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dc.contributor.advisorJudy Mugoen_US
dc.contributor.advisorJustus Ngatiaen_US
dc.contributor.authorNdung’u, Gladys Wangui
dc.date.accessioned2022-03-23T10:12:56Z
dc.date.available2022-03-23T10:12:56Z
dc.date.issued2021
dc.identifier.urihttp://ir-library.ku.ac.ke/handle/123456789/23314
dc.descriptionA Research Thesis Submitted in Fulfillment of the Requirement for the Award of the Degree of Master of Public Health (Reproductive Health Option) in the School of Public Health and Applied Human Sciences of Kenyatta University, November, 2021en_US
dc.description.abstractReproductive tract infections (RTIS) adversely affect the reproductive health of both women and men. However, the consequences are widespread and devastating among women. Limited information is available about spousal communication on reproductive tract infections among women in Kenya. This study was designed to investigate factors influencing spousal verbal communication on reproductive tract infections, determine the level of knowledge of the common symptoms and treatment practices in spousal communication on RTIs and assess spousal verbal communication patterns on RTIs among married women in Thika Sub-County, Kenya. This study used a cross-section design. A total of eight reproductive health personnel participated as key informants. Using structured questionnaires, a simple random sampling was employed to collect data from 422 married women with RTIs and attending Thika Reproductive Health Unit. The findings from this study reported that the secondary level of education and urban residence were independent predictors of spousal communication among married women in Thika Sub-County, Kenya (p<0.001). The odd ratio of spousal communication in the tertiary level of education was 4.482 times greater than that of the primary level of education on RTIs. Besides, the odds ratio of spousal communication among respondents who resided in the urban areas was 2.816 times greater than those who resided in the rural areas on RTIs. The urban residence as well as the secondary and tertiary levels of education were also significant predictors of good spousal communication on RTIs (p<0.05). The women who knew the symptoms of RTIs were more likely to verbally discuss with their spouses than who had no knowledge on the same (57.7% vs. 35.5% p = <0.05). The respondents who used condoms were more likely to communicate with their partners on the symptoms of RTIs than those who did not (58.3% vs. 43.7%; p<0.05). Most of the respondents who sought treatment communicated with their partners on RTIs at 55.6% as opposed to those who never sought treatment at 38.9% (p<0.05). The highest proportion of women who abstained communicated with their partner compared to those who never abstained (60.3% vs. 45.3%; p<0.05). There was an association between spousal verbal communication patterns on RTIs, residence and level of education (p<0.05). In conclusion, tertiary education and urban residence were independent socio-demographic predictors of spousal communication on RTIs among married women in Thika Sub-County. Besides, there was an association between spousal communication on RTIs with knowledge, use of condoms, sex abstinence and seeking treatment. The residence and level of education were significantly associated with the spousal communication patterns on the RTIs. This study recommends fostering open and effective communication between spouses allows partners to voice out their concerns and worries about reproductive health issues. This ensures co-operation in seeking treatment and strategizing on preventive measures.en_US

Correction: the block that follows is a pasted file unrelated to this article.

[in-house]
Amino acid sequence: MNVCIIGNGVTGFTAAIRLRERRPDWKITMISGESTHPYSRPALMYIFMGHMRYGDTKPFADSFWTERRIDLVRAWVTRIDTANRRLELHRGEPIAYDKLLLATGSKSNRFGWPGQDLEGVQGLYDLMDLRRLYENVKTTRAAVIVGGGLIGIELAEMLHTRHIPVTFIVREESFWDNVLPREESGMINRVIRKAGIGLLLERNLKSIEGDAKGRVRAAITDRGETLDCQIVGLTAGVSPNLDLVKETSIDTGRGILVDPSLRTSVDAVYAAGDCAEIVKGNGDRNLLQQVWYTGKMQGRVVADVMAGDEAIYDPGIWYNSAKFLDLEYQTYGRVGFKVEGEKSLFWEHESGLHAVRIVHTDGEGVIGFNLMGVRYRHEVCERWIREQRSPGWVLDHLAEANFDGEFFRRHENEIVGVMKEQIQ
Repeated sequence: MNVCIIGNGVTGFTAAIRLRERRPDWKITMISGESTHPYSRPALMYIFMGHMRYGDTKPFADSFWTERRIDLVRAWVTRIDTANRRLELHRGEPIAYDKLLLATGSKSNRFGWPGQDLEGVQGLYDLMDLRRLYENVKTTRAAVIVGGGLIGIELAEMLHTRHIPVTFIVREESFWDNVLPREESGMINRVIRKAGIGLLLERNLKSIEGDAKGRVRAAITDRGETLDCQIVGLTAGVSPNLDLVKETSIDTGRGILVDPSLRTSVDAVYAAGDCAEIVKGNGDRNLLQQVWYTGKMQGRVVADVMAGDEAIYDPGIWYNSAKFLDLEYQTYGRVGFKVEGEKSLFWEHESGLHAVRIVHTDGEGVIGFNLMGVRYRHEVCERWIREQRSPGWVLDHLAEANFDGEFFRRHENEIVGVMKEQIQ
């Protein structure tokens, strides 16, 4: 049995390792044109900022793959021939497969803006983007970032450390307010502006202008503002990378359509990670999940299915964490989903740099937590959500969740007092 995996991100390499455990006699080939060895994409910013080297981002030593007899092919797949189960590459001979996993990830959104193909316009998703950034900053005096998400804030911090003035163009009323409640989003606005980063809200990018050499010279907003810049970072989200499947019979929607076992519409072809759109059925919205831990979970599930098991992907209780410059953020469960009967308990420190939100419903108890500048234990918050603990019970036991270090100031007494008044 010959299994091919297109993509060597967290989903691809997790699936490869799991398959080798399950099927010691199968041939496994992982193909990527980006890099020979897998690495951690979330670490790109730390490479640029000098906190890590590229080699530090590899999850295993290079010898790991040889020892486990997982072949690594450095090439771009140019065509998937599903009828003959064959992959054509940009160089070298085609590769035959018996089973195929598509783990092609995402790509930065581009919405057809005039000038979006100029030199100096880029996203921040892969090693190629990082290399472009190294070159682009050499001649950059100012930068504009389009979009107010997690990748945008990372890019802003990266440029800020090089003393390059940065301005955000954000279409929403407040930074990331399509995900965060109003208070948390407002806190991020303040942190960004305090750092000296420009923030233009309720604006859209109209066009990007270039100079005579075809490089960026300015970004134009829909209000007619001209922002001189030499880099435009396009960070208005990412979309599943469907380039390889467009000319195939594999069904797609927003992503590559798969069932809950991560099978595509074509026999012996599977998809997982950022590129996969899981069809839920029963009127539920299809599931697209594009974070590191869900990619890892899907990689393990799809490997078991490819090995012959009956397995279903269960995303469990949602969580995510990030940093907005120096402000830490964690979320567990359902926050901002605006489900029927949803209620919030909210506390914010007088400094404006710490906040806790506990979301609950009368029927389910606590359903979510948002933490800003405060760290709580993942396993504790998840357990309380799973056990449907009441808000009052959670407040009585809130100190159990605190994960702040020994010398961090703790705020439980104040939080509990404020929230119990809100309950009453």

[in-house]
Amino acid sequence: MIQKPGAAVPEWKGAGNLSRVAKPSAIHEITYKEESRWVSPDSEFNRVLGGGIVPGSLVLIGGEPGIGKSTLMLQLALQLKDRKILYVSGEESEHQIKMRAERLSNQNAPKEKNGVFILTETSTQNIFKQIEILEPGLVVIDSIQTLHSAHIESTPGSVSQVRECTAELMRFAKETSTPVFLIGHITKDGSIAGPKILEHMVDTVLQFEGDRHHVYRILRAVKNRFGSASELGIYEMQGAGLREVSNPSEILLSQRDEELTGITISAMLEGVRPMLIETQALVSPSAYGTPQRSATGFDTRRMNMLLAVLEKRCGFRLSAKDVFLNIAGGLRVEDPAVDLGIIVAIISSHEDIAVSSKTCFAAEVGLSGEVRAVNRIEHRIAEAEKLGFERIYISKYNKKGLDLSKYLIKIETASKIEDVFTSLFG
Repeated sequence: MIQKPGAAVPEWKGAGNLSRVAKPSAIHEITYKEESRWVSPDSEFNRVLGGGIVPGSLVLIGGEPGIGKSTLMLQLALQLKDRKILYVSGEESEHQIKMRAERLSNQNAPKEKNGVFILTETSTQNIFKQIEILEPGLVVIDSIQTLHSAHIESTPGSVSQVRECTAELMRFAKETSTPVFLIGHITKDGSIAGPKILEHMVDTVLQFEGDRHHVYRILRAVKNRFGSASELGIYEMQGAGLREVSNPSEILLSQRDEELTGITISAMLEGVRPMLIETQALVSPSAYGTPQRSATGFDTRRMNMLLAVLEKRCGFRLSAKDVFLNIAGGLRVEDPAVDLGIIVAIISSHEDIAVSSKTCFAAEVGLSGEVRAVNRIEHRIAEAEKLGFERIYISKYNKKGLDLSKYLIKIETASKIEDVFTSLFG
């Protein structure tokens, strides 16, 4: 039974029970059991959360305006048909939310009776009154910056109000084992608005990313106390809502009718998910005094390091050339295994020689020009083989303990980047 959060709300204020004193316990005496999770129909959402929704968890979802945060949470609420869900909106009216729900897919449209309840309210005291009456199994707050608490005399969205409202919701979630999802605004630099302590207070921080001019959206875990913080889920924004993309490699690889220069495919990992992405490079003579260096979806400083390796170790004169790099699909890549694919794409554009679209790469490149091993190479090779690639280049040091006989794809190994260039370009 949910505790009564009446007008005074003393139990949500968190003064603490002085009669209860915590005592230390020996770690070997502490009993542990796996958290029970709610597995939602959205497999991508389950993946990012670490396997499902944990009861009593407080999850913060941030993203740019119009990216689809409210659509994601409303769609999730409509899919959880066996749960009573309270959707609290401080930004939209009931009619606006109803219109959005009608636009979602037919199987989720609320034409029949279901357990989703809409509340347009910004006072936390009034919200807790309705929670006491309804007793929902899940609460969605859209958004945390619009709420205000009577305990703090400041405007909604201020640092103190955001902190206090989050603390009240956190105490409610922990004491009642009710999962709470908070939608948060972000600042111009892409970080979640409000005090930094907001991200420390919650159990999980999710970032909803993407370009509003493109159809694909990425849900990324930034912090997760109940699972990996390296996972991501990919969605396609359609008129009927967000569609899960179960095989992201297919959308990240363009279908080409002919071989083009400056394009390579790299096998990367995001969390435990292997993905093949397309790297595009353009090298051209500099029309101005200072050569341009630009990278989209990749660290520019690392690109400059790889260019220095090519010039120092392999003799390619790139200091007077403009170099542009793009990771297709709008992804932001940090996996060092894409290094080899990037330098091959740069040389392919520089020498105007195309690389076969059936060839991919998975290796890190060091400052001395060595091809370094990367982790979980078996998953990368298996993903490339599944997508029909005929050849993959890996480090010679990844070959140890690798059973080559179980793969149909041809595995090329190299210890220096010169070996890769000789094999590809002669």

dc.description.sponsorshipKenyatta Universityen_US
dc.language.isoenen_US
dc.publisherKenyatta Universityen_US
dc.subjectSpousal Verbal Communication Patternsen_US
dc.subjectReproductive Tract Infectionsen_US
dc.subjectMarried Womenen_US
dc.subjectKiambu Countyen_US
dc.subjectKenyaen_US
dc.titleSpousal Verbal Communication Patterns on Reproductive Tract Infections among Married Women in Kiambu County, Kenyaen_US
dc.typeThesisen_US


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